Drew Findling: Trump's new lawyer once called him 'racist, cruel'

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Drew Findling in July 2023Image source, Getty Images
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Drew Findling was nicknamed the Billion Dollar Lawyer by late rapper Young Dolph

Ex-clients describe him as "the biggest lawyer in the game" and a "Robin Hood with Jesus swag". Now he's defending the most high-profile client of all.

Drew Findling was hired last year to represent Donald Trump in the criminal investigation into election interference in the state of Georgia in the 2020 election.

The veteran lawyer has previously criticised Mr Trump and donated to Fani Willis, the woman now prosecuting him.

He's also a revered figure in Atlanta, or as he calls it "Hip Hop Hollywood".

A self-identified liberal, the 64-year-old has attacked the former president on several occasions.

In 2017, he tweeted that President Trump's firing of the federal prosecutor in Manhattan was "a sign of FEAR that [the prosecutor] would aggressively investigate the stench hovering" over him.

Two months later, he again took issue with the then-president over his stance on the Central Park Five, a group of teenagers wrongfully convicted in the rape of a white jogger in New York's Central Park in 1989.

Mr Trump had forcefully advocated for the death penalty and did not retract his comments after the verdicts were overturned, which Mr Findling said was "racist, cruel, sick, unforgivable, and un-American".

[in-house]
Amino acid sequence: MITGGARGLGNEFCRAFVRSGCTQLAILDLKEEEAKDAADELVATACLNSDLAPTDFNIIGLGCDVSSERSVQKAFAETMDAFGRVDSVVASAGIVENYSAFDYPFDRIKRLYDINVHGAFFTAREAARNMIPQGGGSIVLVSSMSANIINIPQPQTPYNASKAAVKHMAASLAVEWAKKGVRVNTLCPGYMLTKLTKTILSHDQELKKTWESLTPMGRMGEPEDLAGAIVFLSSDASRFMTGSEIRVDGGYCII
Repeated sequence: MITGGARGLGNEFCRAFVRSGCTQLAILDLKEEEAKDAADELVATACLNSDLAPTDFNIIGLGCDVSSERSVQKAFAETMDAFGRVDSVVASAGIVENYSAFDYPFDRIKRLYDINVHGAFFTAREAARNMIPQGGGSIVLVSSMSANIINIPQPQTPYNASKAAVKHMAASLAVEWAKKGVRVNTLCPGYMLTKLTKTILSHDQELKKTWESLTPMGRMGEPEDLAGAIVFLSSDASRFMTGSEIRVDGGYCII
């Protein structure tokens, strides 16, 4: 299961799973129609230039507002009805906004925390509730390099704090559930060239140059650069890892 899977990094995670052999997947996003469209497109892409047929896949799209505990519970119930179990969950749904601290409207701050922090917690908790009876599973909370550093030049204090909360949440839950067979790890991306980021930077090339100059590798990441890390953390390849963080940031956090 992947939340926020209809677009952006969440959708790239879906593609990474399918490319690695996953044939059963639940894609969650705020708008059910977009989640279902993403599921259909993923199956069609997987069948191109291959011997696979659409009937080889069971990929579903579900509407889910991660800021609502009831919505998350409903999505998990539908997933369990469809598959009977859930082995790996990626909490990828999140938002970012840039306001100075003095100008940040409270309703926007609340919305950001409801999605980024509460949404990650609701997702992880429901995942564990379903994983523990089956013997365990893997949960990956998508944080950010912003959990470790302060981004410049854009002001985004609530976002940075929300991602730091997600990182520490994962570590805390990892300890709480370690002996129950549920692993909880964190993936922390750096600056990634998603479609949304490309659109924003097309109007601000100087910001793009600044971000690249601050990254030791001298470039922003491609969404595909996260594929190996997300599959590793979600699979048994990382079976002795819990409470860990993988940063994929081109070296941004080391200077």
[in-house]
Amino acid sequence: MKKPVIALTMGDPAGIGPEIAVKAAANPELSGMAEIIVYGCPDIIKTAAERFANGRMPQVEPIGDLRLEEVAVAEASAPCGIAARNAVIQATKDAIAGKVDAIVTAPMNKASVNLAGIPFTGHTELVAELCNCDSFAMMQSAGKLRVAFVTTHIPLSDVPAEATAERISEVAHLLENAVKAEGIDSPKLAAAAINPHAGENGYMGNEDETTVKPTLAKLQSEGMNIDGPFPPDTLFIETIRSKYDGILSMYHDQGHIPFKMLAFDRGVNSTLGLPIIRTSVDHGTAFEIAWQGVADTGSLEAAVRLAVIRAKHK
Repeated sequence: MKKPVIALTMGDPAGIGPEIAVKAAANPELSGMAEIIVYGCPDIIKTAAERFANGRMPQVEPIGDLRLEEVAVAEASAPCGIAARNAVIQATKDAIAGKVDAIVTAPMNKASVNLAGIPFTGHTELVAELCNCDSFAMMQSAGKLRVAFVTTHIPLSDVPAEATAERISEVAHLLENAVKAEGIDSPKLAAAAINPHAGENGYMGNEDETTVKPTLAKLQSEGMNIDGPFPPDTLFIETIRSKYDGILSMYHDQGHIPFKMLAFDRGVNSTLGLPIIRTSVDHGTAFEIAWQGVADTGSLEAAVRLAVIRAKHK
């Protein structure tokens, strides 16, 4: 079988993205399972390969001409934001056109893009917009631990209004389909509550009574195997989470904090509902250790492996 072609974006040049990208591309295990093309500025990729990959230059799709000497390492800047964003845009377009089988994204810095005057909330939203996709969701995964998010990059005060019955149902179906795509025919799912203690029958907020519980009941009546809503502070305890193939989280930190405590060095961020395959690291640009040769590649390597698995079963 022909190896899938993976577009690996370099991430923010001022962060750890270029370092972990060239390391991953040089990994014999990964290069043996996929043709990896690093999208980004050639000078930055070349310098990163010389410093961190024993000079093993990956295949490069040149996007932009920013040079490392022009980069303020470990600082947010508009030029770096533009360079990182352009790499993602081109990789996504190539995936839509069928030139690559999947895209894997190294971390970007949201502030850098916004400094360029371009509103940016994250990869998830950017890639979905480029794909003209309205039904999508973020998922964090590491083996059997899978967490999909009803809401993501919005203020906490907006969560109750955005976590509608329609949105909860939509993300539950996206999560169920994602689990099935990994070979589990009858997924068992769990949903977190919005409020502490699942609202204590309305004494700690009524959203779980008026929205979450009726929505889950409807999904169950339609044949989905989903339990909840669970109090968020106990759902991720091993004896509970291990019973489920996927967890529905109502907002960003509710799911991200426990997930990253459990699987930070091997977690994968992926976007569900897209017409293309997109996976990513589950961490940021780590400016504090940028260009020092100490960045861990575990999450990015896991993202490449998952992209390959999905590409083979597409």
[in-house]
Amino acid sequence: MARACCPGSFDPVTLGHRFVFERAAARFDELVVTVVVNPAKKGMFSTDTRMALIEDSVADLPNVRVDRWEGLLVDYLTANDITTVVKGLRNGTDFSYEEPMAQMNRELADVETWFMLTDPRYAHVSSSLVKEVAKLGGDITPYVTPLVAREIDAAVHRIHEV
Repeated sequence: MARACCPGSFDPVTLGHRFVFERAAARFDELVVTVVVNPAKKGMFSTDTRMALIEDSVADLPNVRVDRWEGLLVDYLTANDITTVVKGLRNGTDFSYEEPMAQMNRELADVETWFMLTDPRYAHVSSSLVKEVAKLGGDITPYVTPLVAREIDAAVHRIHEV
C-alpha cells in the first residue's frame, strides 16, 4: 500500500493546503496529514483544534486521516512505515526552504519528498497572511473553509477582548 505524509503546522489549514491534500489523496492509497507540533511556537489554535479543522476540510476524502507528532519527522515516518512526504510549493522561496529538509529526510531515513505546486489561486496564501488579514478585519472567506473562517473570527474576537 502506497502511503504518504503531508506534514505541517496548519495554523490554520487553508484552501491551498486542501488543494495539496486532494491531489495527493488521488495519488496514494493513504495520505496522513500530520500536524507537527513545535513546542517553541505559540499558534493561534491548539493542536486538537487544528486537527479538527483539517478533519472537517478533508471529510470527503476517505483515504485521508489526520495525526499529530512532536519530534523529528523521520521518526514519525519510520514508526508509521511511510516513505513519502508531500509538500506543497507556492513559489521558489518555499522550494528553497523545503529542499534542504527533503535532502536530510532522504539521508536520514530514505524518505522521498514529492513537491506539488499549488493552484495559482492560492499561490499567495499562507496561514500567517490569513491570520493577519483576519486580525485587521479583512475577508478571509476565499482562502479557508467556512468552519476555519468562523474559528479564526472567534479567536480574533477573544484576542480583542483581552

And in 2018, Mr Findling inserted himself into a feud between Mr Trump and basketball star LeBron James, using a social media post to call the former president "pathetic" and "the racist architect of fraudulent Trump University".

Asked why he is now defending the ex-president, Mr Findling likened his decision to John Adams - the second US president who, in his earlier career as a lawyer, had defied anti-British sentiments and defended British soldiers against murder charges arising from the Boston Massacre of 1770.

"I do not believe that we choose our client or clients based on race, ethnicity, sexual orientation, gender, political belief or the substantive issues involved in the crime," he told the New York Times last year.

"We have our personal lives and we have our personal politics, and I don't apologise for my personal politics."

In addition to his anti-Trump past, Mr Findling also donated $1,440 (£1,130) in July 2020 to Democrat Fani Willis's successful bid for the top prosecutor post in Georgia's most populous county.

As Fulton County district attorney, Ms Willis on Monday indicted Mr Trump and 18 associates over their alleged efforts to overturn the 2020 election results in the state, narrowly won by Joe Biden on his way to the White House.

Image source, Getty Images
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Fulton County District Attorney Fani Willis

The former president's legal team has indicated it will lean heavily on a free speech defence to contest the charges in this case and a separate election subversion case brought by the federal government.

"When it comes to political speech, you can not only advocate for a position, but you can take action, you can petition, you can ask even your vice-president to pause the vote," attorney John Lauro, who is leading the defence in the government's case, told CNN earlier this month.